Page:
Detroit Settles Bus Case; Advocate Says Agreement Tied To
By Dave Reynolds, Inclusion Daily Express
November 3, 2005
DETROIT, MICHIGAN--Nearly a year and a half after a group of transit riders with disabilities sued the City of Detroit, a settlement has been arranged to give those riders better access and more reliable service.
According to the Associated Press, the U.S. Department of Justice announced the settlement with the Detroit Department of Transportation on Thursday.
Under the agreement, which awaits approval by a federal judge, the city would continue to retire buses that do not have wheelchair lifts; repair and maintain lifts on current buses; and buy new buses that have lifts or "low floor" buses that lower to the ground or curb to allow wheelchairs to board. Drivers and mechanics would also be trained in how to use the lifts and assist wheelchair users and other passengers with disabilities.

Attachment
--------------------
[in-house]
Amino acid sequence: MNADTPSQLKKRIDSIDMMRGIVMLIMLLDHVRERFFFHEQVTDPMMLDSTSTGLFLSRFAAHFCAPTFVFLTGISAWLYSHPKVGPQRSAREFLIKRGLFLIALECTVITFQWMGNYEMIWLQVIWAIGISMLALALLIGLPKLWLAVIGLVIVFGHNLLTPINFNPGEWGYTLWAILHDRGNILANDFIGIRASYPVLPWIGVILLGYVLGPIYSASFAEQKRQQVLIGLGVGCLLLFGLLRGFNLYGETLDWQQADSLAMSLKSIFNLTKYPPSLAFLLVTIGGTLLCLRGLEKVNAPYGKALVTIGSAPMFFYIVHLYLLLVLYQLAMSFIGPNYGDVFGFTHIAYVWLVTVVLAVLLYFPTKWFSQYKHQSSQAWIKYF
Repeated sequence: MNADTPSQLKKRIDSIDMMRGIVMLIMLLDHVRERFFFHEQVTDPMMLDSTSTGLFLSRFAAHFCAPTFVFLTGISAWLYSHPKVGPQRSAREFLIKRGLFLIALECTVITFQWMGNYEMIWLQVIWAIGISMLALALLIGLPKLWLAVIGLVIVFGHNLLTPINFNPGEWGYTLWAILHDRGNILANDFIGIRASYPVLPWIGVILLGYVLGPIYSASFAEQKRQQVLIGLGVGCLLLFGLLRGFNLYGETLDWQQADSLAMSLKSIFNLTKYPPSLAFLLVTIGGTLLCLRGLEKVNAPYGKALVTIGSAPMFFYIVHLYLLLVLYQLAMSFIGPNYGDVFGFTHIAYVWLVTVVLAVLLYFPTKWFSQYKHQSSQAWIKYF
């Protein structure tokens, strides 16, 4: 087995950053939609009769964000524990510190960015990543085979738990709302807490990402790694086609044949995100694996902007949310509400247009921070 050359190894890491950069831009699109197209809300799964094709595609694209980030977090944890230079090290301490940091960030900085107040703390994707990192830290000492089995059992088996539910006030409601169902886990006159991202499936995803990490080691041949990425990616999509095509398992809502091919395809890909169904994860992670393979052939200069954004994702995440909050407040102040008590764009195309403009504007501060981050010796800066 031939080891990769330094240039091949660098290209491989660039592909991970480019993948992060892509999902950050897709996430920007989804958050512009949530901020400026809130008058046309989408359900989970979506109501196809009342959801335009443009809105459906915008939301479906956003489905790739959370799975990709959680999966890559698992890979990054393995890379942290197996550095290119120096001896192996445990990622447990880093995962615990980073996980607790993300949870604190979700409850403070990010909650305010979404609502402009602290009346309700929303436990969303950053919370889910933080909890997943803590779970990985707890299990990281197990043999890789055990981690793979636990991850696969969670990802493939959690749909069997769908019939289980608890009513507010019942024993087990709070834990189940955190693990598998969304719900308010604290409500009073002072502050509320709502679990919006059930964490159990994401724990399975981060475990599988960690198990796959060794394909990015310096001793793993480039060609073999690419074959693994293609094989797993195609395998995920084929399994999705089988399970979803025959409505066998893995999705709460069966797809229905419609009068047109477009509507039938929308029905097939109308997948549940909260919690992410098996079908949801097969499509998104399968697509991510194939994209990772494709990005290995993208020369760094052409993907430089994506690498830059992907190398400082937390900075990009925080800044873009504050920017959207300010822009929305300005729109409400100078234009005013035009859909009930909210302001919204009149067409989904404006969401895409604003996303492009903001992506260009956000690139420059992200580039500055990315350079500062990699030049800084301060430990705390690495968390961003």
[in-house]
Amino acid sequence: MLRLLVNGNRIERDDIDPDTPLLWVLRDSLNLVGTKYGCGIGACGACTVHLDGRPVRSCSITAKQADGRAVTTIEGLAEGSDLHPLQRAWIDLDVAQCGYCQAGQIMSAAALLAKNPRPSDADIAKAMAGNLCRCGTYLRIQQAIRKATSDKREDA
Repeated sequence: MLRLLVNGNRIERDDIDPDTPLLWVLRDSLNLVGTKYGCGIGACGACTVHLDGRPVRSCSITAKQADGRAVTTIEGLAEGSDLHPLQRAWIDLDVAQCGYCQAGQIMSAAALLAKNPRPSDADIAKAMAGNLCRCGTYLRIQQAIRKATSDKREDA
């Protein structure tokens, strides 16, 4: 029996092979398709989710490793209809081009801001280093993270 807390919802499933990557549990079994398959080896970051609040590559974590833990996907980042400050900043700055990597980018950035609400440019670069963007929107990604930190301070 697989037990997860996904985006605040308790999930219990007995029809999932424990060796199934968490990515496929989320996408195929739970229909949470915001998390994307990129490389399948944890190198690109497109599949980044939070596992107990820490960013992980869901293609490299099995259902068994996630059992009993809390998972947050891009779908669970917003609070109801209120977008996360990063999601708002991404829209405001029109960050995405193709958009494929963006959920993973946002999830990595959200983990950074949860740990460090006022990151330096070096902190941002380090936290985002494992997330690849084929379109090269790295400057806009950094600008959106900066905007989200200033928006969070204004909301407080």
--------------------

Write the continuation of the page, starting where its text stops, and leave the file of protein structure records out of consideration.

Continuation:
"Detroit residents who use wheelchairs should not have to wait as buses pass them by because the bus lifts are inoperable," said U.S. Attorney Stephen J. Murphy.
Five riders sued the city in the summer of 2004, accusing it of violating their rights under the 1990 Americans with Disabilities Act and the Rehabilitation Act of 1973. The riders claimed the transit system fleet had 120 buses with malfunctioning lifts, causing the passengers to repeatedly wait 30 minutes or longer for a bus with a working lift. The Justice Department joined the suit in March of this year.
The city was losing $1 million in fines each month since January of this year for not complying with federal law.
Richard Bernstein, the attorney representing the plaintiffs, said the timing of the settlement had a lot to do with the upcoming election between Mayor Kwame Kilpatrick and former deputy mayor Freman Hendrix.
"It was a focus on politics, rather than people, that prompted the mayor to finally resolve this lawsuit," Bernstein told the Detroit Free Press.